A River Kent Ramble.

Start. Natland.

Route. Natland - Hawes Bridge - Low Park Caravan Site - Park Head - Levens Park - Lancaster Canal - Sedgwick - Natland.

Notes. I'm pretty hopeless at taking photo's in woodland, they never look quite like they're supposed to, it's a problem I've had for years, if you've followed my ramblings you'll know what I mean. Today I decided to have a late afternoon wander along the banks of the River Kent, make time to have a fiddle with the camera, take some notes so I can get it right next time, all in all it was a pretty hopeless attempt, I'm no closer now than I was thirty years ago, judge for yourself.

My route today was simple, follow the west bank of the river south, wandering through Levens Park before fording the river at Levens Bridge, my return was made on the opposite bank, following the famed avenue of oaks before accessing the Lancaster Canal just south of Sedgwick, an easy level walk through fields and woodland brought me back to Natland.

view route map.


My starting point for today, the well manicured village green of Natland, dominated by the Church of St Mark's.

Viewing The Helm from Hawes Lane.

Hawes Bridge seen from the west bank of the River Kent.

Natland Gorge, a view down stream.

The River Kent near Low Park Caravan Site.


This is what makes the path on the west bank the one to walk, a slice of industrial history, the mill race once powered the water wheel and grinding stones of the New Sedgwick Gunpowder Works, the remains of the buildings are scattered throughout the woods.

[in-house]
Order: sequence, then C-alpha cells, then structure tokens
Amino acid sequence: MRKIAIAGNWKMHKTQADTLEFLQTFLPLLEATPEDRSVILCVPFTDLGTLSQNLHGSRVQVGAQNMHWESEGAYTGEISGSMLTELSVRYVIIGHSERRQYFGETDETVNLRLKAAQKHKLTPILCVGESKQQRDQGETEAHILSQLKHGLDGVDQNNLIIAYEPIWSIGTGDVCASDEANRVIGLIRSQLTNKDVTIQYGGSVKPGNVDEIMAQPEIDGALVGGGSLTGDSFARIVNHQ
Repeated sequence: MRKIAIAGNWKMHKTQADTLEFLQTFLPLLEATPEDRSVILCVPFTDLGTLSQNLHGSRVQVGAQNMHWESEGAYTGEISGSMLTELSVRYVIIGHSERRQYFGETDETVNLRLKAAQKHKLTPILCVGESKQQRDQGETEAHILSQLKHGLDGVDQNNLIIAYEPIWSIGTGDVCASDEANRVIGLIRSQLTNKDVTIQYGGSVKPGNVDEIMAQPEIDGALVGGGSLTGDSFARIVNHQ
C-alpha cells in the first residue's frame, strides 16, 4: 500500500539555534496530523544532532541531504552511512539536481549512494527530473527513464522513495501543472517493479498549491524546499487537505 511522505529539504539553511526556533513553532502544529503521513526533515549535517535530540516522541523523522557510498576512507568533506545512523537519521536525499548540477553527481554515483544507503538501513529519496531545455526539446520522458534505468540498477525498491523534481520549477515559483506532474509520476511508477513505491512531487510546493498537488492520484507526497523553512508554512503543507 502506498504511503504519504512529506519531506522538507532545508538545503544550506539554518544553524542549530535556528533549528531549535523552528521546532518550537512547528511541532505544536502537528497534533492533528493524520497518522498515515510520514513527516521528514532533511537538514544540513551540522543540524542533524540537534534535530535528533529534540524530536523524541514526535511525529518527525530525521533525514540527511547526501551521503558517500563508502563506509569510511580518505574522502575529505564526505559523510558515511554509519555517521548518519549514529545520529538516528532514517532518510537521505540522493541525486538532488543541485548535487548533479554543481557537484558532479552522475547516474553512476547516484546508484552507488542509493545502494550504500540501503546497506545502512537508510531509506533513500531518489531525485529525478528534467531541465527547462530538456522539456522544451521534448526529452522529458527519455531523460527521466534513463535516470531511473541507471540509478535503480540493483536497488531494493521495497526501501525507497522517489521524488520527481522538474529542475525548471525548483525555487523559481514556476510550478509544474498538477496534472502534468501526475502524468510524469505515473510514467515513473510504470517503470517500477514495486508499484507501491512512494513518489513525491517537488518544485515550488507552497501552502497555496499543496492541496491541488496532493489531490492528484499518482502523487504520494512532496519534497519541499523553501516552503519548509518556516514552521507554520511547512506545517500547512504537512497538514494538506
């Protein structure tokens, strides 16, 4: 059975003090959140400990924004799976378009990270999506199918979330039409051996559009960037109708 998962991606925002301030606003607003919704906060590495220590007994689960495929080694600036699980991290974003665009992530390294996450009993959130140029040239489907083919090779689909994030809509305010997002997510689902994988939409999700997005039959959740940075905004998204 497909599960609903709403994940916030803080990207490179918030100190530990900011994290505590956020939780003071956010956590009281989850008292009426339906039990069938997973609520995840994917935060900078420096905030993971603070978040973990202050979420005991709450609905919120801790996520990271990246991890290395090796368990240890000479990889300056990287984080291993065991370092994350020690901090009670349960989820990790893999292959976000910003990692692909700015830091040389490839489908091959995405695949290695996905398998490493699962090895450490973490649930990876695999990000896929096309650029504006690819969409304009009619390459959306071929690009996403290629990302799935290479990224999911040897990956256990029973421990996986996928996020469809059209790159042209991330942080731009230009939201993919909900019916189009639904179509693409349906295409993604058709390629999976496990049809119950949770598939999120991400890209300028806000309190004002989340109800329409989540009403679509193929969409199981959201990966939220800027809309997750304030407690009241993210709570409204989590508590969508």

Striding through Levens Park in the late afternoon sun.

Rising above the tree tops Heversham Head.

The River Kent in Levens Park.

And again this time from Levens Bridge.

Striding out on my return route.

A glimpse of Whitbarrow from the east bank of the river.

Apart from being home to a small herd of Norwegian black fallow deer, Levens Park is also the abode of these rare Baggot Goats, originally believed to have been brought to England in the time of Richard the Lion Heart.

Striding out down the famed avenue of Oaks, this grand drive was once the main entrance to the house and gardens.

I'm now walking the line of the Lancaster Canal looking to Sizergh Fell.

This is the northern reaches of the canal, a sign on the gate I've just passed through announced I was about to walk along the Canal Trail.

Canals by their nature cling to the contours of the land, every so often you get a view like this one.

Looking to The Helm from Crowpark Bridge.

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